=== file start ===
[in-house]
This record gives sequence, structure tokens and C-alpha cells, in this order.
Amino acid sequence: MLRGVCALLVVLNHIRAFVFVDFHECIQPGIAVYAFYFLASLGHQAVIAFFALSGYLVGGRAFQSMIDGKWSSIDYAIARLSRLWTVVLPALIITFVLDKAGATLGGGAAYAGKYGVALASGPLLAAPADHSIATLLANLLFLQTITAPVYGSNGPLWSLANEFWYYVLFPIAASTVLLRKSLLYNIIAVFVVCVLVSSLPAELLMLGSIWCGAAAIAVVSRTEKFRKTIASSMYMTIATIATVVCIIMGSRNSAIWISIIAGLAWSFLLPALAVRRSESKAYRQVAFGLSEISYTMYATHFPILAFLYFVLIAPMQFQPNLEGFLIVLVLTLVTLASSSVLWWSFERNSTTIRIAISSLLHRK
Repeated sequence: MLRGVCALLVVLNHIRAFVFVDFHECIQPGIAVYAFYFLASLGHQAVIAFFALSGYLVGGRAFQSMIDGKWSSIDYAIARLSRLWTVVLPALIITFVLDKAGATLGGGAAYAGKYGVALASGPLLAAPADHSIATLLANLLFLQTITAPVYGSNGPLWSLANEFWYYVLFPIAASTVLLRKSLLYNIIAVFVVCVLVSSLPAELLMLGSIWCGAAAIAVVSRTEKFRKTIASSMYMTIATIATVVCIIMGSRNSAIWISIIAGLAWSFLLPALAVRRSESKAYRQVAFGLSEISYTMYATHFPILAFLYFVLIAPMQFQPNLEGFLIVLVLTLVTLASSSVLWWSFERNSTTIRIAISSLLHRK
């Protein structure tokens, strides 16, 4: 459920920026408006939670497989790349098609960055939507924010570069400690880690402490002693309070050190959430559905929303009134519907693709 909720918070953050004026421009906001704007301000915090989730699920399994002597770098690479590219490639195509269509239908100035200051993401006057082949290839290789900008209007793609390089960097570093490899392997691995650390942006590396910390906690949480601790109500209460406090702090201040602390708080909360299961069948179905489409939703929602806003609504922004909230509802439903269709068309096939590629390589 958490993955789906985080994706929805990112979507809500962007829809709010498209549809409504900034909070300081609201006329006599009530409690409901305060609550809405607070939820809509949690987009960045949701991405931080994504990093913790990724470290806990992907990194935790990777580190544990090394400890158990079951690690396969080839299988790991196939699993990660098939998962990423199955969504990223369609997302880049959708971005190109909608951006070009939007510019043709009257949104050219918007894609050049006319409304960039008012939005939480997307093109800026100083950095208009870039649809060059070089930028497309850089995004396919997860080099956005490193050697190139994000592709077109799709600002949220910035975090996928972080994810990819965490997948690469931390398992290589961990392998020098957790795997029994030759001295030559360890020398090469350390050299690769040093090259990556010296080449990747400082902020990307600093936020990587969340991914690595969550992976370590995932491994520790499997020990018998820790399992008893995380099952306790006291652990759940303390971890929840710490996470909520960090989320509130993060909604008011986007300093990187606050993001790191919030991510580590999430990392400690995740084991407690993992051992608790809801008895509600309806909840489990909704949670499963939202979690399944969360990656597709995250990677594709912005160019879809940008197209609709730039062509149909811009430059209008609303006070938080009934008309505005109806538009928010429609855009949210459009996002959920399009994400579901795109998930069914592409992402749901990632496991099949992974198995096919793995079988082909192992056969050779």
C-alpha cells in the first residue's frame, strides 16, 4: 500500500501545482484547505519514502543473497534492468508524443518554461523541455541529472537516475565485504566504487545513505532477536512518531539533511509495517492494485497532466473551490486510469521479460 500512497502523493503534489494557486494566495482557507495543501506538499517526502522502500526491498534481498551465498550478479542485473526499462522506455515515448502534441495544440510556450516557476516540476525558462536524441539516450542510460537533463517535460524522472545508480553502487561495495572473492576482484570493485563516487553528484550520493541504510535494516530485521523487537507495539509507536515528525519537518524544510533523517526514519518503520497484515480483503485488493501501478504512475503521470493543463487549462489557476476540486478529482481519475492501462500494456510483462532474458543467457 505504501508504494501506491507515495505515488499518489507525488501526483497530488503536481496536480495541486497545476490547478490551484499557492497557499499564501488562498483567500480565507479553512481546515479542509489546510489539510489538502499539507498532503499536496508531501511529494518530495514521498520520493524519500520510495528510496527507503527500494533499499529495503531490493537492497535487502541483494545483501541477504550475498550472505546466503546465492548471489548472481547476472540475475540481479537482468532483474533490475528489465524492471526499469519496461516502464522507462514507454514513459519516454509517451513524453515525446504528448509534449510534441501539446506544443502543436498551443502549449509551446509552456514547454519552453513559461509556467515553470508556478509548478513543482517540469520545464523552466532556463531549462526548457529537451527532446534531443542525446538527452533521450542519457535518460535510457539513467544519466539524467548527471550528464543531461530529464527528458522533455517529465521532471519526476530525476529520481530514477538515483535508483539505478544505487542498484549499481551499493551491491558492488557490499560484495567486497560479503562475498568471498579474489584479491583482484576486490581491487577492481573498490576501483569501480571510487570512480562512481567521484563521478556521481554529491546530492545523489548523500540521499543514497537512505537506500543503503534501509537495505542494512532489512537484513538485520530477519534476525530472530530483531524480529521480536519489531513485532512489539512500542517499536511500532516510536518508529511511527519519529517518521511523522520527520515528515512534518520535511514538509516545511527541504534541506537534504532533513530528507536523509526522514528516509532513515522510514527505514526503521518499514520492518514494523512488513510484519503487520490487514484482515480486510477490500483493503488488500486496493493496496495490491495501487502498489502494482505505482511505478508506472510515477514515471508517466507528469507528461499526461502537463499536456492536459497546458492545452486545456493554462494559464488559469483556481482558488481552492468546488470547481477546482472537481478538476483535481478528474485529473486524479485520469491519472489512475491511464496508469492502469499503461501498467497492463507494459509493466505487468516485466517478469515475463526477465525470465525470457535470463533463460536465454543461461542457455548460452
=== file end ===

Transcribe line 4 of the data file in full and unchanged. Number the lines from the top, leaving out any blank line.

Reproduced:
Repeated sequence: MLRGVCALLVVLNHIRAFVFVDFHECIQPGIAVYAFYFLASLGHQAVIAFFALSGYLVGGRAFQSMIDGKWSSIDYAIARLSRLWTVVLPALIITFVLDKAGATLGGGAAYAGKYGVALASGPLLAAPADHSIATLLANLLFLQTITAPVYGSNGPLWSLANEFWYYVLFPIAASTVLLRKSLLYNIIAVFVVCVLVSSLPAELLMLGSIWCGAAAIAVVSRTEKFRKTIASSMYMTIATIATVVCIIMGSRNSAIWISIIAGLAWSFLLPALAVRRSESKAYRQVAFGLSEISYTMYATHFPILAFLYFVLIAPMQFQPNLEGFLIVLVLTLVTLASSSVLWWSFERNSTTIRIAISSLLHRK